“A full analysis would entail a near impossible level of complexity. But in gross terms the biggest additional guzzler of energy has been energy itself in the form of fracking. Fracking uses up enormous amounts of energy. Massive quantities of liquids and sand must be transported to fracking sites, wells must be cemented, waste disposed of, and huge amounts of diesel brought in to run the heavy equipment.”

Leeb’s argument appears to be borne out from another angle too.  In an article for Market Watch, Jeffry Bartash warns:

“If the nine-year-old U.S. expansion finally grinds to a halt, a lack of truck drivers is likely to be a culprit in fouling up the gears of the economy.

“A shortage of truck drivers has been building for several years, but now the problem is especially acute. Companies increasingly complain about longer delivery times for supplies and rising transportation costs — costs that could lead to higher prices for consumers and more inflation.”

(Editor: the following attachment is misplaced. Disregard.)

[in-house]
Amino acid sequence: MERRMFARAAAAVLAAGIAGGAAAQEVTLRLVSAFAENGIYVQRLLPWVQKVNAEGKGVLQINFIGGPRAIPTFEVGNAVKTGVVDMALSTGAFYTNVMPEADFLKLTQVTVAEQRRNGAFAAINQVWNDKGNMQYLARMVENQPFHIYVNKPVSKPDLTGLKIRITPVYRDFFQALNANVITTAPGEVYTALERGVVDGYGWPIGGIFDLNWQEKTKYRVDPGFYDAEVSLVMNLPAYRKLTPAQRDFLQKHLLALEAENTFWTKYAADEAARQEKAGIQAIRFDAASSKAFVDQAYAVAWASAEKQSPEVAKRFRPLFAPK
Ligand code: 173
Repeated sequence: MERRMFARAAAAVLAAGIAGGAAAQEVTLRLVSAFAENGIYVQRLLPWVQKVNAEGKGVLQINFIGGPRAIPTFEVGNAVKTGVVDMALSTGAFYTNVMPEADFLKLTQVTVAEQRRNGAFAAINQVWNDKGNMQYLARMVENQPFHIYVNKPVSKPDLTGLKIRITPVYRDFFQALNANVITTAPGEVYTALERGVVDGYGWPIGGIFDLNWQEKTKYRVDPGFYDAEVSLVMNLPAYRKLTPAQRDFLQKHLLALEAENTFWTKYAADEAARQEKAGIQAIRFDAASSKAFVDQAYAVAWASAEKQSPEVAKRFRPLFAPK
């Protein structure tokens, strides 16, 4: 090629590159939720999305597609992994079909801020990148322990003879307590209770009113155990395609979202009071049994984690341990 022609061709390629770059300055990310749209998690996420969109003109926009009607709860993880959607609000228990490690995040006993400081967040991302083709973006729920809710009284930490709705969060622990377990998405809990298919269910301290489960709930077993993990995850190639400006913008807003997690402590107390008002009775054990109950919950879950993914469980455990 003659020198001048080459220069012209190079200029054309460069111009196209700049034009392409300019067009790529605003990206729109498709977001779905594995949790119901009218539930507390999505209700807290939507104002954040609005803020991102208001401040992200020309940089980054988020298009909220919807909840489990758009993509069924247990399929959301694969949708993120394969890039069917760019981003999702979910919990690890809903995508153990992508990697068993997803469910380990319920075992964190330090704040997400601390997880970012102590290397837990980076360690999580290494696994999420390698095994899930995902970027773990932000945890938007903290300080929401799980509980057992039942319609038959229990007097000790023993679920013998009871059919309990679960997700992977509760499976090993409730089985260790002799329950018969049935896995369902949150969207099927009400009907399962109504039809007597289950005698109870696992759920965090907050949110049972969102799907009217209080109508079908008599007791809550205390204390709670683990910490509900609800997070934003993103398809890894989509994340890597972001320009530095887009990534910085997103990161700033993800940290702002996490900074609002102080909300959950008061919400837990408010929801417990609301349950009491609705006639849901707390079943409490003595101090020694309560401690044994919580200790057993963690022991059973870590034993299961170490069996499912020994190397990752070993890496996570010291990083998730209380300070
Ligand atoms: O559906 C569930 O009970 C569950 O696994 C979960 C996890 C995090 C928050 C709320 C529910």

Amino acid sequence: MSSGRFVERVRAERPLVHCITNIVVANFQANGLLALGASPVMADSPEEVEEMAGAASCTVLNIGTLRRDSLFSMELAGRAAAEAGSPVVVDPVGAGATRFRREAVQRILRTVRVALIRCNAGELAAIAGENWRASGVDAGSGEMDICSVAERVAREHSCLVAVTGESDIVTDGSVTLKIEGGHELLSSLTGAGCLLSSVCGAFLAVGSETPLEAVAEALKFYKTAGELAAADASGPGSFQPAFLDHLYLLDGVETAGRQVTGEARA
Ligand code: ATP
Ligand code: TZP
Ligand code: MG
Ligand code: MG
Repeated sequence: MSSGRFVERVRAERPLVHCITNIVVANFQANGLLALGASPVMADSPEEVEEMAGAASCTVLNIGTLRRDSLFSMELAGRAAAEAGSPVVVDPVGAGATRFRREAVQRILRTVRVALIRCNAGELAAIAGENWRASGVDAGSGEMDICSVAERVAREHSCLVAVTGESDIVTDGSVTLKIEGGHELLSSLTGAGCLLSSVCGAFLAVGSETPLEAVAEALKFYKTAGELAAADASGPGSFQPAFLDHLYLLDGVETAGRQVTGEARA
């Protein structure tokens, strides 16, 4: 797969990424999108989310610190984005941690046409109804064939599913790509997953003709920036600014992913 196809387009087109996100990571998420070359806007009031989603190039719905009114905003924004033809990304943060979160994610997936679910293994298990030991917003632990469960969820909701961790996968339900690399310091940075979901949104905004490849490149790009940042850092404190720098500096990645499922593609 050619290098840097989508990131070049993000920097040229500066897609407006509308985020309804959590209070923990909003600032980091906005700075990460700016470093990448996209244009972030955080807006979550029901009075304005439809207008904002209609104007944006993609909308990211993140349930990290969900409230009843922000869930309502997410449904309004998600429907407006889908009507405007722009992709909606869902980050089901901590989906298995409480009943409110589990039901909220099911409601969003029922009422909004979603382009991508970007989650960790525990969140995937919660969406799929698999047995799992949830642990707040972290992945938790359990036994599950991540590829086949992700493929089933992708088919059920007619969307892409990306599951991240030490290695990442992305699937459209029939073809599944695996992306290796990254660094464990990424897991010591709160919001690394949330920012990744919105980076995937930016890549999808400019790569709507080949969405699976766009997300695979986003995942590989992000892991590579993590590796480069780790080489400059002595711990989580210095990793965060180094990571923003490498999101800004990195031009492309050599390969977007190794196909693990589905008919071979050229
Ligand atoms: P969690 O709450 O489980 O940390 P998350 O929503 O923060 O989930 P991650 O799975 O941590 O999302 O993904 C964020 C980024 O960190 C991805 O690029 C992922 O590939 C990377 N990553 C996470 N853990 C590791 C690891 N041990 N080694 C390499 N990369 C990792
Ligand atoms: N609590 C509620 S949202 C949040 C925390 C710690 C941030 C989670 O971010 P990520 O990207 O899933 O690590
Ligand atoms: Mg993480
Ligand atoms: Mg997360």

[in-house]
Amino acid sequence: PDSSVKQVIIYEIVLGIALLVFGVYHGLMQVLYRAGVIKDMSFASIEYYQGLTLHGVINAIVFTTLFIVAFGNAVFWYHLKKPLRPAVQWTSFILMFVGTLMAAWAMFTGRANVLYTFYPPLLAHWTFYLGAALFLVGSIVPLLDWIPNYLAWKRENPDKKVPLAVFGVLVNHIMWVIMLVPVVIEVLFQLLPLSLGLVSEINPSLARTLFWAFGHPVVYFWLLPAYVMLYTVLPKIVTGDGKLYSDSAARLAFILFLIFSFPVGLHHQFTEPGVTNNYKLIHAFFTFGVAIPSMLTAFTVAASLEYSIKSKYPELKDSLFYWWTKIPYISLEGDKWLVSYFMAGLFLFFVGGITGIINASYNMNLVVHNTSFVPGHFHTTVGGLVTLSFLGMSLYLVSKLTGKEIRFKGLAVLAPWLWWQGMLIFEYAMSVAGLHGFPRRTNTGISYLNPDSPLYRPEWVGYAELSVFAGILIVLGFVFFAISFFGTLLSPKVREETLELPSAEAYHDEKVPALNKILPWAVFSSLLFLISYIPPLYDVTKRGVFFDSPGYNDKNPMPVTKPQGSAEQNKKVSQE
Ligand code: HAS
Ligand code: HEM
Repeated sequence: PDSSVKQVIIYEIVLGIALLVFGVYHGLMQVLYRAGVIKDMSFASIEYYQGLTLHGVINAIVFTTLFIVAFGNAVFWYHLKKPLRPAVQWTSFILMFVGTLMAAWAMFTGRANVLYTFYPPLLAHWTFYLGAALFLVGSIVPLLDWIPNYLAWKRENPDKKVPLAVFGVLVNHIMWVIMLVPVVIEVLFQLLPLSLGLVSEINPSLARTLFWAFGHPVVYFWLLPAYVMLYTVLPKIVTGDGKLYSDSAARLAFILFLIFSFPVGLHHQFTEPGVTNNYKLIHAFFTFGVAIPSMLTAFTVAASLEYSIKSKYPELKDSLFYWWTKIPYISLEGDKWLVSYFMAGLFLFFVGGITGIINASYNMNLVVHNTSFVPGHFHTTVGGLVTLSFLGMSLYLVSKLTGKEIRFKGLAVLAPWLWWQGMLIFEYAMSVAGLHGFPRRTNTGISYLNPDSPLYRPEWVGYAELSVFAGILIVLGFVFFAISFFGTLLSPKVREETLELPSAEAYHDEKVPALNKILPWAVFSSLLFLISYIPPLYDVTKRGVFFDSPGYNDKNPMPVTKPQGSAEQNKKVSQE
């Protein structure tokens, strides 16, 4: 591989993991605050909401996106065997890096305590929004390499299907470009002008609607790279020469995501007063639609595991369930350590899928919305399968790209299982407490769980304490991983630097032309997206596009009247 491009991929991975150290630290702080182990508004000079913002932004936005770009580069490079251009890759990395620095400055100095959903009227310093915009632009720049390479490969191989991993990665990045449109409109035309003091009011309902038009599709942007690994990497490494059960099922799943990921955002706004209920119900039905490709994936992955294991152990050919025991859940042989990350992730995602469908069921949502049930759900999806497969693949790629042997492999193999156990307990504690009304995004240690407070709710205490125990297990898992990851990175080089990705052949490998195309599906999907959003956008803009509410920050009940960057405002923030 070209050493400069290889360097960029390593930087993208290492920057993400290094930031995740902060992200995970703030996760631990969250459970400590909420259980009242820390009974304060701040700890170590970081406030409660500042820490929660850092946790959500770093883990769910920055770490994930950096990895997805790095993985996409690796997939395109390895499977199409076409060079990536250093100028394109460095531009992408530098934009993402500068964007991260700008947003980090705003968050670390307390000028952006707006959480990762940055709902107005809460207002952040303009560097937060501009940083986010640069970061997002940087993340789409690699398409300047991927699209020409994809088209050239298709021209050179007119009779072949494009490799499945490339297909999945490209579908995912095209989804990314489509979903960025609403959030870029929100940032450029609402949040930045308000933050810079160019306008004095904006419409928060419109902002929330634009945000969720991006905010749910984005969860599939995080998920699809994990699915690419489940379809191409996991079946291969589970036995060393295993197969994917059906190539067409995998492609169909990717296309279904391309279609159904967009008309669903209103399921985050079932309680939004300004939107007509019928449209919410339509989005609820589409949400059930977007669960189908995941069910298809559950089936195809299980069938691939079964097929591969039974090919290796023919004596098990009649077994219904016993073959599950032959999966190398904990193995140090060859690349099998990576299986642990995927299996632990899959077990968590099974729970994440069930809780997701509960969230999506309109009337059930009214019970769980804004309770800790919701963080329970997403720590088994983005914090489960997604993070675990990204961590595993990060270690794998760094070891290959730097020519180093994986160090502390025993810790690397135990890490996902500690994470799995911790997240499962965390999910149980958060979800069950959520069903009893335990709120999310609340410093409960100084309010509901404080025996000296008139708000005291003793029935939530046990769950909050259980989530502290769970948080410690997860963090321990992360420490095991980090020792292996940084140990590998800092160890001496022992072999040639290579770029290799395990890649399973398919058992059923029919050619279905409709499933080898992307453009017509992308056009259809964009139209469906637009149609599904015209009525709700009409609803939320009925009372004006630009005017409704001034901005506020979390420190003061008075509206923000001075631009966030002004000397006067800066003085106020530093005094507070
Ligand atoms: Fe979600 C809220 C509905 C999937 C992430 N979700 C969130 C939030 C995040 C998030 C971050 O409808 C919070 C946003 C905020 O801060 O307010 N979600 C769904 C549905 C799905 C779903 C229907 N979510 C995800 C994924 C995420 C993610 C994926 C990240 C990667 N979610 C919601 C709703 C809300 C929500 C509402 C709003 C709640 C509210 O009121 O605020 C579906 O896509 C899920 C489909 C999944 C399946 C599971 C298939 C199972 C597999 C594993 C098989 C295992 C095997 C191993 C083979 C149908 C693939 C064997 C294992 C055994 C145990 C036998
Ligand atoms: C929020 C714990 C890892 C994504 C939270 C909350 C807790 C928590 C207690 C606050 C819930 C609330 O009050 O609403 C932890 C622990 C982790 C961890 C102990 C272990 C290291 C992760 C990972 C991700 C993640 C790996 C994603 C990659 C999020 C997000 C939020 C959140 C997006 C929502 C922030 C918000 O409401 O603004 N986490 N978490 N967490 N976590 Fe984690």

Bartash’s explanations for this state of affairs are superficially plausible – too many younger workers with college degrees and too many baby-boomers leaving the workplace.  However, given the high levels of under-employment and problems paying off student debt among US graduates – many of whom have several part-time jobs to make ends meet – these factors do not fully explain what is happening.  It is very likely that one unforeseen consequence of the “US shale miracle” is that it has deprived the wider US economy of a large proportion of the trucks and truck drivers that it depends upon to function.  As the price of oil goes up, the fracking industry is prepared to pay more for trucks and truckers just at the point where the rest of the economy is struggling to afford them.